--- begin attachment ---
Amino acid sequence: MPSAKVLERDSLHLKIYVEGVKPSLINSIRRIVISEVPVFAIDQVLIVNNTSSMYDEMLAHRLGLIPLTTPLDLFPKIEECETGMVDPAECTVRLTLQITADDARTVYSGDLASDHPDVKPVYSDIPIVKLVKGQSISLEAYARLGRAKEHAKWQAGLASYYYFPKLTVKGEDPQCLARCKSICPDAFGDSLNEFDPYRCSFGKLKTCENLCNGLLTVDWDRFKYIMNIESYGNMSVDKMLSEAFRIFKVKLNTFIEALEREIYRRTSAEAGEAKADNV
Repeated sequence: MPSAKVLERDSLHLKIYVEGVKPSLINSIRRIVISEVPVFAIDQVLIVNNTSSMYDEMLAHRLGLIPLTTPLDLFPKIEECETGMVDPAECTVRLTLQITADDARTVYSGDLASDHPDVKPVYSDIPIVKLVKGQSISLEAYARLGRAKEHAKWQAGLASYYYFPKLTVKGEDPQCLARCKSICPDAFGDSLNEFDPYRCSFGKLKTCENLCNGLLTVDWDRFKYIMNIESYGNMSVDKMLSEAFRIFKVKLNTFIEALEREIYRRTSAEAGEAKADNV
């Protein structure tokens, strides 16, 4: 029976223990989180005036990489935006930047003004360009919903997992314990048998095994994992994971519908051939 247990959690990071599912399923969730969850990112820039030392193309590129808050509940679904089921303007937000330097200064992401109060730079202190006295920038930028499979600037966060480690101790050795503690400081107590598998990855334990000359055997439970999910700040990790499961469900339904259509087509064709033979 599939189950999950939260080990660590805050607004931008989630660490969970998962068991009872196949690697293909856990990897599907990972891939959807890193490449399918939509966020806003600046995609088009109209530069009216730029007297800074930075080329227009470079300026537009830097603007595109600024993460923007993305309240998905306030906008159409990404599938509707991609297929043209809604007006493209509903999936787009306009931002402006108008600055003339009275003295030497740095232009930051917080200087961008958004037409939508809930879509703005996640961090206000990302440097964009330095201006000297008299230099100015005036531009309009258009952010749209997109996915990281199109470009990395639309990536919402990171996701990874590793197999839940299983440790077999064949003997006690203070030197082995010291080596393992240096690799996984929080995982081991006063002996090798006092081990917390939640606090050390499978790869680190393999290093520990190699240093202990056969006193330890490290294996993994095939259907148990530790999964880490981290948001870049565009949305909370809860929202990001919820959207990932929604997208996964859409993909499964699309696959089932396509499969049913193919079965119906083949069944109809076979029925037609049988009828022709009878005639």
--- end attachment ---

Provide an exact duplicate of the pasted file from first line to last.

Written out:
Amino acid sequence: MPSAKVLERDSLHLKIYVEGVKPSLINSIRRIVISEVPVFAIDQVLIVNNTSSMYDEMLAHRLGLIPLTTPLDLFPKIEECETGMVDPAECTVRLTLQITADDARTVYSGDLASDHPDVKPVYSDIPIVKLVKGQSISLEAYARLGRAKEHAKWQAGLASYYYFPKLTVKGEDPQCLARCKSICPDAFGDSLNEFDPYRCSFGKLKTCENLCNGLLTVDWDRFKYIMNIESYGNMSVDKMLSEAFRIFKVKLNTFIEALEREIYRRTSAEAGEAKADNV
Repeated sequence: MPSAKVLERDSLHLKIYVEGVKPSLINSIRRIVISEVPVFAIDQVLIVNNTSSMYDEMLAHRLGLIPLTTPLDLFPKIEECETGMVDPAECTVRLTLQITADDARTVYSGDLASDHPDVKPVYSDIPIVKLVKGQSISLEAYARLGRAKEHAKWQAGLASYYYFPKLTVKGEDPQCLARCKSICPDAFGDSLNEFDPYRCSFGKLKTCENLCNGLLTVDWDRFKYIMNIESYGNMSVDKMLSEAFRIFKVKLNTFIEALEREIYRRTSAEAGEAKADNV
């Protein structure tokens, strides 16, 4: 029976223990989180005036990489935006930047003004360009919903997992314990048998095994994992994971519908051939 247990959690990071599912399923969730969850990112820039030392193309590129808050509940679904089921303007937000330097200064992401109060730079202190006295920038930028499979600037966060480690101790050795503690400081107590598998990855334990000359055997439970999910700040990790499961469900339904259509087509064709033979 599939189950999950939260080990660590805050607004931008989630660490969970998962068991009872196949690697293909856990990897599907990972891939959807890193490449399918939509966020806003600046995609088009109209530069009216730029007297800074930075080329227009470079300026537009830097603007595109600024993460923007993305309240998905306030906008159409990404599938509707991609297929043209809604007006493209509903999936787009306009931002402006108008600055003339009275003295030497740095232009930051917080200087961008958004037409939508809930879509703005996640961090206000990302440097964009330095201006000297008299230099100015005036531009309009258009952010749209997109996915990281199109470009990395639309990536919402990171996701990874590793197999839940299983440790077999064949003997006690203070030197082995010291080596393992240096690799996984929080995982081991006063002996090798006092081990917390939640606090050390499978790869680190393999290093520990190699240093202990056969006193330890490290294996993994095939259907148990530790999964880490981290948001870049565009949305909370809860929202990001919820959207990932929604997208996964859409993909499964699309696959089932396509499969049913193919079965119906083949069944109809076979029925037609049988009828022709009878005639």